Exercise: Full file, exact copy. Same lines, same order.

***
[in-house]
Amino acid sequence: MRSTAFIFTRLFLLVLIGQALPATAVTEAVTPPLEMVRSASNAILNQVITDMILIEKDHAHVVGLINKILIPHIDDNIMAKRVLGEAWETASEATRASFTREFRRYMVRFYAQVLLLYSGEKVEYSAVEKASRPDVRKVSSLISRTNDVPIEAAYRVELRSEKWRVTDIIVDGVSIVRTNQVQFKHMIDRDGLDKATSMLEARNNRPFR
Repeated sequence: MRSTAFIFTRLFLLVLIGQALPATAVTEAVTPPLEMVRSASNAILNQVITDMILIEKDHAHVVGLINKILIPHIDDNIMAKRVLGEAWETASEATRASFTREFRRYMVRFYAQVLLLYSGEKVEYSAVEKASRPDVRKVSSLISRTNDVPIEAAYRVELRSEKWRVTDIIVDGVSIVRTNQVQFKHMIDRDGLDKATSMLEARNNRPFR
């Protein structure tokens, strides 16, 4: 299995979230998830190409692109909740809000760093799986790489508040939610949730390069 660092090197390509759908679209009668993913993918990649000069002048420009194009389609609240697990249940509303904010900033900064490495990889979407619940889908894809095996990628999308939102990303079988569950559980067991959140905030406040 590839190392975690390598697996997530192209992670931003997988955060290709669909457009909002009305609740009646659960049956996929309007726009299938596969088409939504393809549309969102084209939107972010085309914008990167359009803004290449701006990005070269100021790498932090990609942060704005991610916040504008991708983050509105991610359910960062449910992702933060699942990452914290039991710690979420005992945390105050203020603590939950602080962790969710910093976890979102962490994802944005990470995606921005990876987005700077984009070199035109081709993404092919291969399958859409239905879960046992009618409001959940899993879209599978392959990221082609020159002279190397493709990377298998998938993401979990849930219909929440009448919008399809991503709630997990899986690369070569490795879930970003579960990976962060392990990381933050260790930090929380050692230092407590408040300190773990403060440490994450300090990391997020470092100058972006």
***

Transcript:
[in-house]
Amino acid sequence: MRSTAFIFTRLFLLVLIGQALPATAVTEAVTPPLEMVRSASNAILNQVITDMILIEKDHAHVVGLINKILIPHIDDNIMAKRVLGEAWETASEATRASFTREFRRYMVRFYAQVLLLYSGEKVEYSAVEKASRPDVRKVSSLISRTNDVPIEAAYRVELRSEKWRVTDIIVDGVSIVRTNQVQFKHMIDRDGLDKATSMLEARNNRPFR
Repeated sequence: MRSTAFIFTRLFLLVLIGQALPATAVTEAVTPPLEMVRSASNAILNQVITDMILIEKDHAHVVGLINKILIPHIDDNIMAKRVLGEAWETASEATRASFTREFRRYMVRFYAQVLLLYSGEKVEYSAVEKASRPDVRKVSSLISRTNDVPIEAAYRVELRSEKWRVTDIIVDGVSIVRTNQVQFKHMIDRDGLDKATSMLEARNNRPFR
């Protein structure tokens, strides 16, 4: 299995979230998830190409692109909740809000760093799986790489508040939610949730390069 660092090197390509759908679209009668993913993918990649000069002048420009194009389609609240697990249940509303904010900033900064490495990889979407619940889908894809095996990628999308939102990303079988569950559980067991959140905030406040 590839190392975690390598697996997530192209992670931003997988955060290709669909457009909002009305609740009646659960049956996929309007726009299938596969088409939504393809549309969102084209939107972010085309914008990167359009803004290449701006990005070269100021790498932090990609942060704005991610916040504008991708983050509105991610359910960062449910992702933060699942990452914290039991710690979420005992945390105050203020603590939950602080962790969710910093976890979102962490994802944005990470995606921005990876987005700077984009070199035109081709993404092919291969399958859409239905879960046992009618409001959940899993879209599978392959990221082609020159002279190397493709990377298998998938993401979990849930219909929440009448919008399809991503709630997990899986690369070569490795879930970003579960990976962060392990990381933050260790930090929380050692230092407590408040300190773990403060440490994450300090990391997020470092100058972006």